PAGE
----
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4CPS-296 Impact of the COVID-19 pandemic on clinical lung cancer management
  1. EM Barreiro Fernandez1,
  2. C Martinez Diaz2,
  3. FJ Salmeron Navas2,
  4. S Fenix Caballero2,
  5. EJ Alegre-Del Rey2,
  6. M Dominguez Cantero2
  1. 1Hospital Universitario Puerto Real, Servicio De Farmacia, Cadiz, Spain
  2. 2Hospital Universitario Puerto Real, Farmacia Hospitalaria, Cadiz, Spain


Background and importance The SARS-CoV-2 pandemic could have changed the clinical management of cancer patients because of travel restrictions, overloading of hospital systems and disruption of treatment. Lung cancer patients constitute a vulnerable population due to the particular risk of their disease, chemotherapy or immunotherapy.

Aim and objectives To analyse disease management and the clinical impact of the COVID-19 pandemic on non-small cell lung cancer (NSCLC) patients receiving intravenous treatment during the social isolation period compared with the normal situation.

Material and methods This retrospective observational cohort study included a 2:1 random sample of NSCLC patients in the ‘COVID cohort’ (patients in isolation February 2020 to June 2020) and the ‘no COVID cohort’ (patients treated between February 2019 and June 2019). Collected variables from digital clinical history were age, sex, stage, previous lines, type of treatment, number of medical visits and telephone consults, cycles received, worsening of performance status (PS), respiratory infection (COVID-19 and others), delays, therapeutic rest break, disease progression and deaths.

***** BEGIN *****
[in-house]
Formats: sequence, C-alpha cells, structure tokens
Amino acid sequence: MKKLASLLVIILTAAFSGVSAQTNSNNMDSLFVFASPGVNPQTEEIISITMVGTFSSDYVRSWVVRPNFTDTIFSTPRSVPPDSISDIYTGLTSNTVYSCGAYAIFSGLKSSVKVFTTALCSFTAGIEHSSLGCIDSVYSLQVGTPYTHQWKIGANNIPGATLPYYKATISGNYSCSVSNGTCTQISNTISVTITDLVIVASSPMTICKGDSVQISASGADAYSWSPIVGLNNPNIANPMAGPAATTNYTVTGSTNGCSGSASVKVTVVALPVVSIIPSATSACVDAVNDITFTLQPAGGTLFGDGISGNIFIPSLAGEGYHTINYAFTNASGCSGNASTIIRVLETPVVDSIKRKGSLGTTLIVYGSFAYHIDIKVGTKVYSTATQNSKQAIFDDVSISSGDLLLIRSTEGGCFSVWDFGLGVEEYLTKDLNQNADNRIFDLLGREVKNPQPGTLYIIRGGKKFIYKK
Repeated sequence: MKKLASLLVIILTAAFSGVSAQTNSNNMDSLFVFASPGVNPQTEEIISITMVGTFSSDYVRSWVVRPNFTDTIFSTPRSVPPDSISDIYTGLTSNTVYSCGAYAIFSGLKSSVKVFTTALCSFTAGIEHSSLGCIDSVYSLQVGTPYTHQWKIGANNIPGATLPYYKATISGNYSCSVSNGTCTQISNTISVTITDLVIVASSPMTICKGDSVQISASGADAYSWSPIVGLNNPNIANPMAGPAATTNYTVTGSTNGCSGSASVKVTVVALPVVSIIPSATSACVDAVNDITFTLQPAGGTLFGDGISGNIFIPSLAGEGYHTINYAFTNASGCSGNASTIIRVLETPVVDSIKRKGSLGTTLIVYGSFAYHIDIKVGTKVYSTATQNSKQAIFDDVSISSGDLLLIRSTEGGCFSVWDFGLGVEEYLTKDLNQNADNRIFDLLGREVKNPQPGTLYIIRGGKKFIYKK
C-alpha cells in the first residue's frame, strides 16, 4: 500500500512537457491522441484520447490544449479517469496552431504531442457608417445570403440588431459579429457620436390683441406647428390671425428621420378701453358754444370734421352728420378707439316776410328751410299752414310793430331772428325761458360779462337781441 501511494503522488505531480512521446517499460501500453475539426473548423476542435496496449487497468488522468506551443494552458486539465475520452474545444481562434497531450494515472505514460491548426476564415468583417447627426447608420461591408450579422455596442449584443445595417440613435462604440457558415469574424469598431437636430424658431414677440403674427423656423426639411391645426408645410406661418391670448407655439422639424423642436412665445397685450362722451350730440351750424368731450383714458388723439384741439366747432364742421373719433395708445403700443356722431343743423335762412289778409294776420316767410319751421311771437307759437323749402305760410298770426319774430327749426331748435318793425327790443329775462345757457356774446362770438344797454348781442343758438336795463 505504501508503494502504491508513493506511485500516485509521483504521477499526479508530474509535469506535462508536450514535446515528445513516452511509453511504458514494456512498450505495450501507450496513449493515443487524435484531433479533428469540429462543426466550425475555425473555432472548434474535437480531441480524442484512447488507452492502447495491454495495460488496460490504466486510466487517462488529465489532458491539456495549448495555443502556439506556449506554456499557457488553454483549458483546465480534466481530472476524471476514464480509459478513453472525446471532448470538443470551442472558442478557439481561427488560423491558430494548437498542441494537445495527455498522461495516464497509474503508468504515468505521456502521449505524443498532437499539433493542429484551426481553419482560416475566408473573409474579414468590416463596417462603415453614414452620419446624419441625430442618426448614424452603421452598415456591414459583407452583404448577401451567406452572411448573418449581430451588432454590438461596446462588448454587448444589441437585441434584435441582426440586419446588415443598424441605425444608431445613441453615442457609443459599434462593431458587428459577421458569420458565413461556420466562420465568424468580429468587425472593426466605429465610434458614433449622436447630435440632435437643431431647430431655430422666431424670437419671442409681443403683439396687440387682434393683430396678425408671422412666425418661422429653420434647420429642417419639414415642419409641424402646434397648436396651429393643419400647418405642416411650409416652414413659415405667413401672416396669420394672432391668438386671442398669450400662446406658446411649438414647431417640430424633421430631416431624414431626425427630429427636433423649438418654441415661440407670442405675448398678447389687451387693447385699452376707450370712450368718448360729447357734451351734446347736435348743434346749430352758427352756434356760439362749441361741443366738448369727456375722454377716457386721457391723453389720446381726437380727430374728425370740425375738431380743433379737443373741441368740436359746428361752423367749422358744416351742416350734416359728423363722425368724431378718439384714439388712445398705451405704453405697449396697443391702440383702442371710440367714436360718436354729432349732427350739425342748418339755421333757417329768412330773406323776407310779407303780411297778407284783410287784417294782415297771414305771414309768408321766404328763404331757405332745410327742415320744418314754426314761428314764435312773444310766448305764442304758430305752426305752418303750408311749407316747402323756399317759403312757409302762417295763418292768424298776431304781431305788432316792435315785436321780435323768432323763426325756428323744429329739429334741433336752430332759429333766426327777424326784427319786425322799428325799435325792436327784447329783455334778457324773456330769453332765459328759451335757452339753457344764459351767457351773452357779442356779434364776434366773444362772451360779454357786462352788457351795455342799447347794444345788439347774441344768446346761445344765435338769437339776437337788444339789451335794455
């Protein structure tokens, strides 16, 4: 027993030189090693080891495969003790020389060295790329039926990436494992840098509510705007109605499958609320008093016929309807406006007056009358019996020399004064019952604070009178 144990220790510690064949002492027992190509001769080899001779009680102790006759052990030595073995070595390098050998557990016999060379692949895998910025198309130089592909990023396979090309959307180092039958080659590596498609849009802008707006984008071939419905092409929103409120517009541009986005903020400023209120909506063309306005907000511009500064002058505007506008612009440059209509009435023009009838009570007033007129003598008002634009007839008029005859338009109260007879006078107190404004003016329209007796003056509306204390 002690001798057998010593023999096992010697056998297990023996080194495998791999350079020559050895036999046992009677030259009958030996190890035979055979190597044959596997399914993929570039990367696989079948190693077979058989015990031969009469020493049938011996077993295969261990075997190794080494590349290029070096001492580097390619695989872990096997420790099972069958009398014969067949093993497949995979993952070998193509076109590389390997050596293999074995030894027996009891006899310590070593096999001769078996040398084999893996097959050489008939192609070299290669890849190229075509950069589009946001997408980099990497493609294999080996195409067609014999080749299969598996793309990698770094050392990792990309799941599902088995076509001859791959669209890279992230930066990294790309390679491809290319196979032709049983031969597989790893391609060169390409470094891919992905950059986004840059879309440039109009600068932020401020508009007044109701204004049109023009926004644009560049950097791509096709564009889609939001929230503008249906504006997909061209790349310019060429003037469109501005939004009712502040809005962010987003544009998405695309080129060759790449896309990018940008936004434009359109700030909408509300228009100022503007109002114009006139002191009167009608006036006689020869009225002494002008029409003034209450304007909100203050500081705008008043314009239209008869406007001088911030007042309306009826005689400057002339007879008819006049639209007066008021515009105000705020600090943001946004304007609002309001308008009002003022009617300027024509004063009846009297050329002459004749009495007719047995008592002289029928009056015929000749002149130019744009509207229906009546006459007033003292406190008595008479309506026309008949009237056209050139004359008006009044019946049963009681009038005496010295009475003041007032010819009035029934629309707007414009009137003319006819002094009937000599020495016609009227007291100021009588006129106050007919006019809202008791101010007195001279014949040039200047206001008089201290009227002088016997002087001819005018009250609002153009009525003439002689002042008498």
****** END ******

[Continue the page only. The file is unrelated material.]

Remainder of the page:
Results COVID cohort (CC): 40 patients, 31 (78%) men; mean 67 years (59–84). Cancer stage: IV (69%), IIIB (28%), IIIA (2%) and IIIC (1%). 12 (30%) patients had not received lines previously. 38% of the population received immunotherapy. Median number of medical visits was 3 (14–1) and median number of telephone consults was 3 (1–8). Median number of cycles was 4 (1–16). PS 0 (58%) and PS 1 (42%). No patient had COVID-19.

No COVID cohort’ (NCC): 20 patients, 15 (75%) men, mean 67 years (54–85). Cancer stage: stage IV (75%), IIIB (25%). All patients had received lines previously and none had received immunotherapy. Median medical visits was 7 (3–11) with no telephone consults. Median number of cycles was 3 (1–11). PS 0 (70%) and PS1–2 (30%). The rest of the variables are shown in table 1.

Abstract 4CPS-296 Table 1

Conclusion and relevance In spite of the limitations of the study, the new strategies of clinical management during the COVID-19 pandemic (telephone consults and therapeutic tire) did not appear to affect disease progression and NSCLC patient survival although worsening of performance status was observed.

Conflict of interest No conflict of interest

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